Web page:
Genesis, chapter 31
In which Jacob and his family go on the lam.
Monte Bute on Death and Dying
This episode we talk with Monte Bute, a backstage sociologist at Metropolitan State University. Last year, Monte was diagnosed with stage three pulmonary lymphoma. Rather than retreating quietly, however, Monte has turned his illness into a learning experience for students (he’s continued to teach) and into an opportunity to revisit some of the core questions of the human experience. We talk about the effect of Durkheim on sociology’s impoverished understanding of dying, and the ways in which literature and the humanities do a better job of grasping the existential realities of dying. Other topics include Monte’s Facebook page, his take on the Minnesota state shutdown, and why Monte has changed his opinion on Tuesdays with Morrie (following up on his discussion with John Hines).
Shrink Rap Radio
Unlocking Psychological Wealth with Robert Biswas-Diener, PhD
Dr. Robert Biswas-Diener is widely known as the Indiana Jones of Positive Psychology because his research on happiness has taken him to such far flung places as Greenland, India and Kenya. He is a part-time instructor at Portland State University and sits on the editorial boards of the Journal of Happiness Studies and Journal of Positive Psychology. Robert is a Certified Mentor Coach (CMC) and has worked with clients on four continents. Robert is author of Practicing Positive Psychology Coaching (2010), Happiness: Unlocking the mysteries of psychological wealth (2008) and Positive Psychology Coaching (2007). He is also co-founder of the charitable mission The Strengths Project.
New Books in Native American Studies
Malinda Lowery, “Lumbee Indians in the Jim Crow South: Race, Identity, and the Making of a Nation”
When an Atlantic Coastline Railroad train pulled into Red Springs, North Carolina, the conductor faced a difficult dilemma. Whom to allow in coach class with whites and whom to relegate to the back? In an effort to clarify the matter, the mayor of neighboring Pembroke demanded that the railroad build three separate waiting rooms at the town train station.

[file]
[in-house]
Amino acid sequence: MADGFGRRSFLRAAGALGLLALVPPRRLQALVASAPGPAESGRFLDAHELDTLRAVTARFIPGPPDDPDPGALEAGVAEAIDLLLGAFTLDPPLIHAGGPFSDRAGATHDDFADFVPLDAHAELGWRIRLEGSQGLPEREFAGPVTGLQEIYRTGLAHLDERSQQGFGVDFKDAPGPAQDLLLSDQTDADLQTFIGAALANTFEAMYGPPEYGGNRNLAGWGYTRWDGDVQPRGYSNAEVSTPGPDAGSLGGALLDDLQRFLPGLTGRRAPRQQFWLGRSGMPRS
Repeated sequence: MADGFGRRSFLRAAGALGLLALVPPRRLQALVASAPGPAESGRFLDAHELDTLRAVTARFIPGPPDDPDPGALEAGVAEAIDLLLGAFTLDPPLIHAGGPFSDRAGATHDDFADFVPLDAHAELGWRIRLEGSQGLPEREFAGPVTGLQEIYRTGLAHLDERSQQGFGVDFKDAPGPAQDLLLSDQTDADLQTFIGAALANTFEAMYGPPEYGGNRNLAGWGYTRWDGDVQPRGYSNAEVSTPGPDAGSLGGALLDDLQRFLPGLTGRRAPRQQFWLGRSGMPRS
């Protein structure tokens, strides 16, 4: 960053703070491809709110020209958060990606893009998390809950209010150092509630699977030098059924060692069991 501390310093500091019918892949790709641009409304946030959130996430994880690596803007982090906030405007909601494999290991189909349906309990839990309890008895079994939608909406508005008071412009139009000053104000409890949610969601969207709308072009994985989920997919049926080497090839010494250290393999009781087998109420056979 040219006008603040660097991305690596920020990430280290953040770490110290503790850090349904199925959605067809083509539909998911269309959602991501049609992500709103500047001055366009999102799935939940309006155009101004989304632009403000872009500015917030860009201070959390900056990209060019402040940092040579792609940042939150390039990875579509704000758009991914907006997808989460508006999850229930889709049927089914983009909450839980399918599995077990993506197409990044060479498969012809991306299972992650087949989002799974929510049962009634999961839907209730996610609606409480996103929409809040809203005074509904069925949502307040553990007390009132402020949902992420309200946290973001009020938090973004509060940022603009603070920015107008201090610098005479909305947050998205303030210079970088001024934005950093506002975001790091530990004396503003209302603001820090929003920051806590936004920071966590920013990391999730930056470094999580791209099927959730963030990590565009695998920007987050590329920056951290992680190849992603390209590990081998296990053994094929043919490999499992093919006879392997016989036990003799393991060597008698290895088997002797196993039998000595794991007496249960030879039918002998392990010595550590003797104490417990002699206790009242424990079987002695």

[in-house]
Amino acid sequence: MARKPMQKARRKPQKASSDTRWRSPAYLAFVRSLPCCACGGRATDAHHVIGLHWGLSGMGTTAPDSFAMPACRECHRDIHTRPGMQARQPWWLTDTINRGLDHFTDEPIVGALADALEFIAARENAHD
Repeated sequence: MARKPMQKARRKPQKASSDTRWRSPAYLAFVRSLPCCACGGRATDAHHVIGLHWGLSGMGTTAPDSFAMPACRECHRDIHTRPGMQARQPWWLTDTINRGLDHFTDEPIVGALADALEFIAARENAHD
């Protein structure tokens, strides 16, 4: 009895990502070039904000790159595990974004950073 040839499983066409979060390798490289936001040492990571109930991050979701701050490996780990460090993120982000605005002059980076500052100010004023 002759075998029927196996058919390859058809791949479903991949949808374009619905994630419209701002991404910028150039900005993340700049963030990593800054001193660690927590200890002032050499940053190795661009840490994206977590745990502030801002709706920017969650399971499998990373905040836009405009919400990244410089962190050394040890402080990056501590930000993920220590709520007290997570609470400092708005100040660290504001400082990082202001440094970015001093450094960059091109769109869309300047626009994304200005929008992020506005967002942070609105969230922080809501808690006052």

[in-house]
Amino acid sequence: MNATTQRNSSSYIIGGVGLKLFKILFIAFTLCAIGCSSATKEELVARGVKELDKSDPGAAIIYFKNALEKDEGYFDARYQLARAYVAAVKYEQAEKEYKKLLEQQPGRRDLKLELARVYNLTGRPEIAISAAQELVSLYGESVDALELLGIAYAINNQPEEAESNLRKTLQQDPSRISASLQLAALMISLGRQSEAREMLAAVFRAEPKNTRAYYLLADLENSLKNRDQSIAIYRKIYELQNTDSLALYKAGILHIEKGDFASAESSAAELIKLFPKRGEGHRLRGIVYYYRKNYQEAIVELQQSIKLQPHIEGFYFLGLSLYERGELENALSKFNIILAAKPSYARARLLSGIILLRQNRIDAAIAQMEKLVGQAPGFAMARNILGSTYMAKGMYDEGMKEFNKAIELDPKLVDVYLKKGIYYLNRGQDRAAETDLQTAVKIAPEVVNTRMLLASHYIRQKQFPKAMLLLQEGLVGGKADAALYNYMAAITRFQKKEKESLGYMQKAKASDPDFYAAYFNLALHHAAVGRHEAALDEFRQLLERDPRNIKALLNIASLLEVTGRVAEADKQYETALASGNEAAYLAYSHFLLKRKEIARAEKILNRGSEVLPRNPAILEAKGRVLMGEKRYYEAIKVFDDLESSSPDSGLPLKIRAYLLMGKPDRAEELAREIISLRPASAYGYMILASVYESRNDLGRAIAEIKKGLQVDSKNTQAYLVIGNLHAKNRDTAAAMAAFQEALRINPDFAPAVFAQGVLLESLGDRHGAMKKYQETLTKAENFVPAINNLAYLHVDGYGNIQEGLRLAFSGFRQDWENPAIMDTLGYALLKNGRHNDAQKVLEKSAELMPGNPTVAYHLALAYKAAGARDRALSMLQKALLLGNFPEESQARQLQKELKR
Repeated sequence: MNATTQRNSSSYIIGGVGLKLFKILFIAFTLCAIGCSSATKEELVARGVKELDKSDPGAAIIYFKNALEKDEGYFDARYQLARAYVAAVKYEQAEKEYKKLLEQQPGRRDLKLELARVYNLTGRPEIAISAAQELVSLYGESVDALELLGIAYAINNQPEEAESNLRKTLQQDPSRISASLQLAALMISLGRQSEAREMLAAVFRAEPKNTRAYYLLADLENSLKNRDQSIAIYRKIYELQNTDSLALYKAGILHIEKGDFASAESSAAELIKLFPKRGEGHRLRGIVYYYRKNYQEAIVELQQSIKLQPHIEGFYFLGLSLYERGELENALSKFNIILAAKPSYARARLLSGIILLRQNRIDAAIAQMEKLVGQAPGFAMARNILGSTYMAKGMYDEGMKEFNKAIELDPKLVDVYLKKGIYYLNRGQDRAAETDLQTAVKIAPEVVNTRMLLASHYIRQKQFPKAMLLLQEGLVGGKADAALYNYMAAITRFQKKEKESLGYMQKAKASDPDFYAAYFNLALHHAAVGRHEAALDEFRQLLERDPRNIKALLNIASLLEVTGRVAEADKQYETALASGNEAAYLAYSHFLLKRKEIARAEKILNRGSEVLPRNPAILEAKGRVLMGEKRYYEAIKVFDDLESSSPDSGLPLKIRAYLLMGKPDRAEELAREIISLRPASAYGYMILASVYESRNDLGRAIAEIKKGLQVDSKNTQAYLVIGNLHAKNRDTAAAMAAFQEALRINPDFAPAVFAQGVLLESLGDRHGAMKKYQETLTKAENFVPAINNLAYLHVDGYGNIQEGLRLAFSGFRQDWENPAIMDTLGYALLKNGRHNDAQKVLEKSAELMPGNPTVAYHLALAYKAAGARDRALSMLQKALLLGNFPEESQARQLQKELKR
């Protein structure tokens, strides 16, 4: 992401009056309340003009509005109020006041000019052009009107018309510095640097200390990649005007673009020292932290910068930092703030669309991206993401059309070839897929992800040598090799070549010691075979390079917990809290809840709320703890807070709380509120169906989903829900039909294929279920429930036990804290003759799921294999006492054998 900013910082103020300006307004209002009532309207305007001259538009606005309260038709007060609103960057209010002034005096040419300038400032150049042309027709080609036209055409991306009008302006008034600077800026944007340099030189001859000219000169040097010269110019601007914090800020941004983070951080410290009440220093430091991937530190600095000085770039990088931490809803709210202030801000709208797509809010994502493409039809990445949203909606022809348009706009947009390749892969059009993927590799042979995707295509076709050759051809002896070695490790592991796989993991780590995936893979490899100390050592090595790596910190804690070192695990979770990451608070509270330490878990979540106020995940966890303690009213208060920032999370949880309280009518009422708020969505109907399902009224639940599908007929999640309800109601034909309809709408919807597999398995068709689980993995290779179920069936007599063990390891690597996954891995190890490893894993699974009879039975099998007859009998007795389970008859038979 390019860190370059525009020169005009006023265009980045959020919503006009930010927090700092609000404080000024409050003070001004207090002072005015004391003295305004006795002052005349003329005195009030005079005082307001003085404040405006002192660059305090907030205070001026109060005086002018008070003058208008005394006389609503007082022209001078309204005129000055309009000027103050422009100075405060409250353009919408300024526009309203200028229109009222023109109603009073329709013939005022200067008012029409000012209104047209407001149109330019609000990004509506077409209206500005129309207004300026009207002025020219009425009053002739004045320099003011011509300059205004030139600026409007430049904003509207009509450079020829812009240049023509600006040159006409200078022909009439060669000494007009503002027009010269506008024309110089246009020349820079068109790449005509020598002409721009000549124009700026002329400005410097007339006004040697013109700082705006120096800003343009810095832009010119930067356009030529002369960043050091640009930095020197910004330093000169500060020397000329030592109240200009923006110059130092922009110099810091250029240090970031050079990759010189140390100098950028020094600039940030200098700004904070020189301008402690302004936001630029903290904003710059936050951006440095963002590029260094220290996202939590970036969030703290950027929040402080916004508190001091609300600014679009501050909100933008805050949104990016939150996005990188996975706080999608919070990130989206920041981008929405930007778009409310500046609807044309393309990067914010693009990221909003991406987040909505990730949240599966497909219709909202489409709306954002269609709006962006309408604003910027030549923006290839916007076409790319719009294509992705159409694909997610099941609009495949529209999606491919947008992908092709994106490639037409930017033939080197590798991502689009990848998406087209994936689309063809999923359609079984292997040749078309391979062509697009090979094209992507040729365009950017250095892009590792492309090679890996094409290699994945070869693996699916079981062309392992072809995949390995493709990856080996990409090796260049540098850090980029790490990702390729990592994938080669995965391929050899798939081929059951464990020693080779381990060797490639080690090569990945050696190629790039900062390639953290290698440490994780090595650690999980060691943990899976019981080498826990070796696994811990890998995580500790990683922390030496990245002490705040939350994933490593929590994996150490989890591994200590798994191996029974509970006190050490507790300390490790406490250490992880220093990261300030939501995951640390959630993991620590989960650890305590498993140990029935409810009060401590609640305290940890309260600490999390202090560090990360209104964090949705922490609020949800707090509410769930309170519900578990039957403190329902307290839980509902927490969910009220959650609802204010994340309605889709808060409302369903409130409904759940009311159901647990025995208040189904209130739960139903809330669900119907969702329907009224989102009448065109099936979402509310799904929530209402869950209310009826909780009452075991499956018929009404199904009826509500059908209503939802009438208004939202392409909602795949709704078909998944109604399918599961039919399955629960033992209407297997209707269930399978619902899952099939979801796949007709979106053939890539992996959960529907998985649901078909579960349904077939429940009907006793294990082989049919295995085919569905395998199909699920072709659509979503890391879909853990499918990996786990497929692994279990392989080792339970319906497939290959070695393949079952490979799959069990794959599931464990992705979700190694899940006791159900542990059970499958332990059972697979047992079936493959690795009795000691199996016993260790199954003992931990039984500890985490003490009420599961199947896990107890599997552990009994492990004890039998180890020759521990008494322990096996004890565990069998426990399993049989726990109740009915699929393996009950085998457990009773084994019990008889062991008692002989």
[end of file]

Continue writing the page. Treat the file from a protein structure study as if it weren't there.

Such confusion was common place in Robeson County, North Carolina, during the height of the Jim Crow era. That’s because Robeson is home to the Lumbee People, the largest Indian nation east of the Mississippi River and a thorn in the side of those who sought to maintain a simple black/white dichotomy in the South.
Malinda Mayor Lowery’s new book Lumbee Indians in the Jim Crow South: Race, Identity, and the Making of a Nation (University of North Carolina Press, 2010) dramatically rewrites accepted Jim Crow narratives. Not only did Indian communities persist in the U.S. South after the Removal – the period of ethnic cleansing generally cited as the denouement of indigenous peoples in the region – but they complicated the racial landscape in unexpected ways, negotiating a space of autonomy and independence with the forces of white supremacy in 20th century North Carolina.
Lowery, a Lumbee herself and assistant professor of history at the University of North Carolina-Chapel Hill, offers us that unique combination of scholarly rigor and passionate prose, exploring the complex process of identity formation in the face of – and occasionally in concert with – segregation, federal bureaucracy and the discourse of “race” and “blood.” For students and scholars of Native American Studies, Southern history, and the Jim Crow era, it is essential reading.